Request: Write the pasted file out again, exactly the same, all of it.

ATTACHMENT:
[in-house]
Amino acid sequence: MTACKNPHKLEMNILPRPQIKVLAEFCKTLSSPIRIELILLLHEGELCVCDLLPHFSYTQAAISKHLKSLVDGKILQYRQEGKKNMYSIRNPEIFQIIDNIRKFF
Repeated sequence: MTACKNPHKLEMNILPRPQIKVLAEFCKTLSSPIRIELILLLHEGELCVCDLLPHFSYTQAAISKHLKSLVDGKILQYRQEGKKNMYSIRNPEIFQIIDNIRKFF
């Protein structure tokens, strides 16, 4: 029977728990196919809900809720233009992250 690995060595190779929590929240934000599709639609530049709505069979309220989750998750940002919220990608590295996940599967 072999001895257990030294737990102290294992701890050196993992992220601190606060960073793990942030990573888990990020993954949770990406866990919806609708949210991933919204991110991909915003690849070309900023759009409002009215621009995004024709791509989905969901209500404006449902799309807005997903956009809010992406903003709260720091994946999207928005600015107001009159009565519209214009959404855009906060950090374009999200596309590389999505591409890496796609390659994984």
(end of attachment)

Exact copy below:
[in-house]
Amino acid sequence: MTACKNPHKLEMNILPRPQIKVLAEFCKTLSSPIRIELILLLHEGELCVCDLLPHFSYTQAAISKHLKSLVDGKILQYRQEGKKNMYSIRNPEIFQIIDNIRKFF
Repeated sequence: MTACKNPHKLEMNILPRPQIKVLAEFCKTLSSPIRIELILLLHEGELCVCDLLPHFSYTQAAISKHLKSLVDGKILQYRQEGKKNMYSIRNPEIFQIIDNIRKFF
């Protein structure tokens, strides 16, 4: 029977728990196919809900809720233009992250 690995060595190779929590929240934000599709639609530049709505069979309220989750998750940002919220990608590295996940599967 072999001895257990030294737990102290294992701890050196993992992220601190606060960073793990942030990573888990990020993954949770990406866990919806609708949210991933919204991110991909915003690849070309900023759009409002009215621009995004024709791509989905969901209500404006449902799309807005997903956009809010992406903003709260720091994946999207928005600015107001009159009565519209214009959404855009906060950090374009999200596309590389999505591409890496796609390659994984």